I will never forget the day where the importance of this insight was demonstrated to me as a patient myself. I had just recently received a health diagnosis that had required me to attend some education classes. I was so newly diagnosed that I was still in stages of disbelief, anger, and frustration. I arrived at this particular class to have a nurse say to me, “Everything’s alright! We are going to learn everything you need to know to succeed in life and you will be happy forever!!!” I may be paraphrasing here, but what I heard her say was, “Everything you are feeling is not valid in this moment in time because I am going to say everything in the happiest of voices and disregard your feelings”! Needless to say, she did not meet me in my emotional state, and I spent the entire class resenting her and what she had to say.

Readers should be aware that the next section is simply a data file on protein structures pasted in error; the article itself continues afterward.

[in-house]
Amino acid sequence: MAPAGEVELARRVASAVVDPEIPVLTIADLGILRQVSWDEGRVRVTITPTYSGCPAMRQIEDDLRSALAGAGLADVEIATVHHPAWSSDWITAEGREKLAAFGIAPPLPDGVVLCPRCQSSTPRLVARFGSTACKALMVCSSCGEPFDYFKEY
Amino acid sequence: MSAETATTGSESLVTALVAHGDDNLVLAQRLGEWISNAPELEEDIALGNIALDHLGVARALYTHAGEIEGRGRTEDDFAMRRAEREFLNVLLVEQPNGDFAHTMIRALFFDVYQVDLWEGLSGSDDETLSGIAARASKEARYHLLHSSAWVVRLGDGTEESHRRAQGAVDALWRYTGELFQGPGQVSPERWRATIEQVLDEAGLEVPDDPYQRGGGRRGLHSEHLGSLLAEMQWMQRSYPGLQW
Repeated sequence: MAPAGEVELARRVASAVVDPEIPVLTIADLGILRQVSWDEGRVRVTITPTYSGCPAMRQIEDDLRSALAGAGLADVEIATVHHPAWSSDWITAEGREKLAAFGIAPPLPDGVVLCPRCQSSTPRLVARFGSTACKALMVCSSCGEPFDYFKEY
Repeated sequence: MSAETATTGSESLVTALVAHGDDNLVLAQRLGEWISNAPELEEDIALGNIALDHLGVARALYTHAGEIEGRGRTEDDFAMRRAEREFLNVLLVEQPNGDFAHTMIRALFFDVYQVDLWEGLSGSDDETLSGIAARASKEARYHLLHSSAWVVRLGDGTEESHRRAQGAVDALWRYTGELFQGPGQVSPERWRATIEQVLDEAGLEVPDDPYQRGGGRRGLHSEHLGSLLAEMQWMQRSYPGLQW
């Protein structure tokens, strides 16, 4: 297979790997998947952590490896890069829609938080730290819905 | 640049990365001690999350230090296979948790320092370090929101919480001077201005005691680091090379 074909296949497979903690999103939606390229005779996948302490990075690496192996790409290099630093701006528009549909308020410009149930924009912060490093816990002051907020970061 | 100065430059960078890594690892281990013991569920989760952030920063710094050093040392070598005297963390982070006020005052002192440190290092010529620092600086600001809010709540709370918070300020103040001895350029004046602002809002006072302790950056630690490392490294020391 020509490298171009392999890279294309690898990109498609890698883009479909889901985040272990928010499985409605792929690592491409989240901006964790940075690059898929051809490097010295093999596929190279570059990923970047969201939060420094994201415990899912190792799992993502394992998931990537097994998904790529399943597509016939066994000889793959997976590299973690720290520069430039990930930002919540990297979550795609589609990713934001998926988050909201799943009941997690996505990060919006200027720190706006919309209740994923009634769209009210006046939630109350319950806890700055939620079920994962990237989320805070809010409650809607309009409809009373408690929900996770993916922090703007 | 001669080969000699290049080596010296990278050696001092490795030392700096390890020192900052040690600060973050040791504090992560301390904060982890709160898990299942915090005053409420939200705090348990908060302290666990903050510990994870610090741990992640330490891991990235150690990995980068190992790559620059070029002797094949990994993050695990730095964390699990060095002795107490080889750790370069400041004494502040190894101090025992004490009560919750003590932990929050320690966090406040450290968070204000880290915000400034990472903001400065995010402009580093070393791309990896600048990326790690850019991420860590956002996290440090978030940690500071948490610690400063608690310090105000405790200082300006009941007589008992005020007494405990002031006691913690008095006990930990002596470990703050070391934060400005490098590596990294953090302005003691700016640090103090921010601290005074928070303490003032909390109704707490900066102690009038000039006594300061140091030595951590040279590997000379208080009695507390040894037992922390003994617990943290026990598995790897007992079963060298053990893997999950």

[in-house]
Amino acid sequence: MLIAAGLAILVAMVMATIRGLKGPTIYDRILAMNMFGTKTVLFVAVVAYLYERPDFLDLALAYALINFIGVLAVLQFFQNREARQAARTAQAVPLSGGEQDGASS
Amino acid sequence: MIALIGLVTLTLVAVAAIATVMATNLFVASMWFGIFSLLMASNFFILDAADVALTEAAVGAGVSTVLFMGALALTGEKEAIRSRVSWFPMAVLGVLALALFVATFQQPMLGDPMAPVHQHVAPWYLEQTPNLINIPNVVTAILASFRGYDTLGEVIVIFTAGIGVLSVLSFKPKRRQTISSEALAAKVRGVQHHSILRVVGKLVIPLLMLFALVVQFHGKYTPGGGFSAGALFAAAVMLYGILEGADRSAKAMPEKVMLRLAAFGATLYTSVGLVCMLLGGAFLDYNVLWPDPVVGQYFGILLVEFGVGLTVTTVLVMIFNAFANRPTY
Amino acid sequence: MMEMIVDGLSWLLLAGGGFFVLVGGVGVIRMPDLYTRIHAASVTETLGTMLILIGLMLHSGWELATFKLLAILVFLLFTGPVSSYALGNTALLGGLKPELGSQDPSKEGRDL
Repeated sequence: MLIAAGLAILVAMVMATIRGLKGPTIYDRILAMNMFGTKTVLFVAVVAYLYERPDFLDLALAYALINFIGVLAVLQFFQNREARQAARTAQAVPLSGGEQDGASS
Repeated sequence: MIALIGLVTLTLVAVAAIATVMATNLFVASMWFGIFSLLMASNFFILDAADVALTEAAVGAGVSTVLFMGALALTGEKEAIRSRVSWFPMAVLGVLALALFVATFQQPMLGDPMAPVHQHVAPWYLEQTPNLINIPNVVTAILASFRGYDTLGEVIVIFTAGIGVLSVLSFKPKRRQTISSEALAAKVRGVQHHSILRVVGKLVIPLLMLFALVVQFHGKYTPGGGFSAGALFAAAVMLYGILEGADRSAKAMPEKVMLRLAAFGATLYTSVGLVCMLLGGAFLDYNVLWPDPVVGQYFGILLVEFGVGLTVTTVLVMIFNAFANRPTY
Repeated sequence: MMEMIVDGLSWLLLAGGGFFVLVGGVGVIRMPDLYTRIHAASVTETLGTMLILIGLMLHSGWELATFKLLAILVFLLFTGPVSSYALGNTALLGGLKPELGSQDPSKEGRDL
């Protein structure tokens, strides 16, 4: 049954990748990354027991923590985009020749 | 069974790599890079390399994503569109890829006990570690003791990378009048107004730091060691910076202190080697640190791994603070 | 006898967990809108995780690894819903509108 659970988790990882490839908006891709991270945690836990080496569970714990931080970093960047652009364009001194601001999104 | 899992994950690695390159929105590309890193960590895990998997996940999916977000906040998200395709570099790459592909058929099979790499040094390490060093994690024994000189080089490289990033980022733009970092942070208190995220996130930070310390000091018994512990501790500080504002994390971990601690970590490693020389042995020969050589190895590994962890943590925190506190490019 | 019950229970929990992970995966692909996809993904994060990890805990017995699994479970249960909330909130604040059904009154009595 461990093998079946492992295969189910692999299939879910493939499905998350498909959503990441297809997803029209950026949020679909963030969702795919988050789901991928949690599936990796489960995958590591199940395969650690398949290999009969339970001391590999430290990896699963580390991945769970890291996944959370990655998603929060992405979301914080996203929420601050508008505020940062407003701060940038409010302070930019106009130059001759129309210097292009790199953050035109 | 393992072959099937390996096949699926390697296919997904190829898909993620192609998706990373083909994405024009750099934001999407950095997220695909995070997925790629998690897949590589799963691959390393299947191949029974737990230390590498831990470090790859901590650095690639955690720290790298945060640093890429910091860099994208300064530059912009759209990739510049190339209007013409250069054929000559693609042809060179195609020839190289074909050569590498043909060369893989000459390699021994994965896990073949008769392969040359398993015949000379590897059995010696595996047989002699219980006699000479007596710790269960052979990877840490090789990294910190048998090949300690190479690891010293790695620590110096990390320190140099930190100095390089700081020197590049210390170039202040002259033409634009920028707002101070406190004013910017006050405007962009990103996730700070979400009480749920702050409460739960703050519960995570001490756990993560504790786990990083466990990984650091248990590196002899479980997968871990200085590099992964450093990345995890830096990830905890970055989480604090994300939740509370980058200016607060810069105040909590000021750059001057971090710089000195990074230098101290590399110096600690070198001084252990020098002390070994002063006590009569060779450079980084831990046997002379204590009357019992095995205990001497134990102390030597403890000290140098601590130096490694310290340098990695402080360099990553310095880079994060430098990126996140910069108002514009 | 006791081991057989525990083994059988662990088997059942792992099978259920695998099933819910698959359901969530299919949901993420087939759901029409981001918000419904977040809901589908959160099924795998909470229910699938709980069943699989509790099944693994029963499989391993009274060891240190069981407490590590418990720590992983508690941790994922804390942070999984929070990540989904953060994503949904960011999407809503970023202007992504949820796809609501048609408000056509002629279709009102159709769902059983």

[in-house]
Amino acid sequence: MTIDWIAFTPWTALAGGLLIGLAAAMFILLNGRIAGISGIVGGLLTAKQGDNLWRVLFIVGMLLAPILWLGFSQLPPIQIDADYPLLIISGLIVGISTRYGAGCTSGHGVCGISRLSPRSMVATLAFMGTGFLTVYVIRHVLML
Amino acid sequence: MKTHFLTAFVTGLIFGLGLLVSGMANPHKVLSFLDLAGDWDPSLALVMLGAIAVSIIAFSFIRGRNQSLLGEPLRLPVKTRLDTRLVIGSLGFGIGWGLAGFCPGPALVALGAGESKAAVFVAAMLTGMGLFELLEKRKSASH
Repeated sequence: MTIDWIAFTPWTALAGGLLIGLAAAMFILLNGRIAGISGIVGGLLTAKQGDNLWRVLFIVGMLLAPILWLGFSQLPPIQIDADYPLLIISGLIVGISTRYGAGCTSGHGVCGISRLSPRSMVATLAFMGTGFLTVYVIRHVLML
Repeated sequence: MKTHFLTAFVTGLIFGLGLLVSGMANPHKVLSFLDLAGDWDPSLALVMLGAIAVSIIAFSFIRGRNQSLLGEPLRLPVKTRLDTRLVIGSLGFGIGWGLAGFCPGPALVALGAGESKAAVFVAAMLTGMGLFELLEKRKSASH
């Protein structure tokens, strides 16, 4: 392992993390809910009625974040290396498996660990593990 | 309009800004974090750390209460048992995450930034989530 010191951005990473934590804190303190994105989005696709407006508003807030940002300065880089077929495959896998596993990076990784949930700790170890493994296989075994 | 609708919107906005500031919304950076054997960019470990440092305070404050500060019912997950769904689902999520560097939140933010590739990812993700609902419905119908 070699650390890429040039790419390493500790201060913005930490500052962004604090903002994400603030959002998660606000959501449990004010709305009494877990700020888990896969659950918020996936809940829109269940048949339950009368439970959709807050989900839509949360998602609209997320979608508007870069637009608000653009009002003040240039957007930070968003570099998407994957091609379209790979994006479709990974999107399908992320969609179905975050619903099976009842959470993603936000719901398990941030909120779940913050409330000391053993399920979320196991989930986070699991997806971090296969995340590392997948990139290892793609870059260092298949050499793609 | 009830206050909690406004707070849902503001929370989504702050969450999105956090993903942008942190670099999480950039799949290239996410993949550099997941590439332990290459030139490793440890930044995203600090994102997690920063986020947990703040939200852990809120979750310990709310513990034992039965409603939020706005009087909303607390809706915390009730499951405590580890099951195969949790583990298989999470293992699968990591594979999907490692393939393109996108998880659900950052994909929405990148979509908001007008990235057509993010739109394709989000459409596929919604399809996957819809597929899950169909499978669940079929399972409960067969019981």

After recognizing how it felt to be addressed without iso-principle, I internally vowed that I would attempt to focus on utilizing iso-principle with all of my music therapy clients, in addition to employing this technique in my personal life. You simply have to question yourself with this: How can I be completely aware of myself and my actions and how they might affect other people?

Tune in next time for the real reason I wanted to discuss iso-principle. “Let’s Talk About Iso-Principle Part 2: The Questions”.

Practicing-My-Citations Bibliography
Crowe, B. (2004). Music and soul making: Toward a new theory of music therapy. Lanham, MD: The Scarecrow Press, Inc.
Davis, W.B., Gfeller, K.E., Thaut, M.H. (2008). An introduction to music therapy theory and practice. (Ed.). Silver Spring, MD: The American Music Therapy Association.

Accepting Defeat

How do you practice self-care during the days when you feel defeated?

This used to be in easier answer when I was younger and I could answer in a heartbeat: music. Duh. Music was my strongest outlet of emotional expression, social connection, and way to analyze the confusion of growing up. Now, however, music is my professional life. This becomes muddled when days are tough because I no longer have the desire to listen to preferred music or express myself in playing as I am simply tired. Tired of music and tired of thinking about every aspect of music.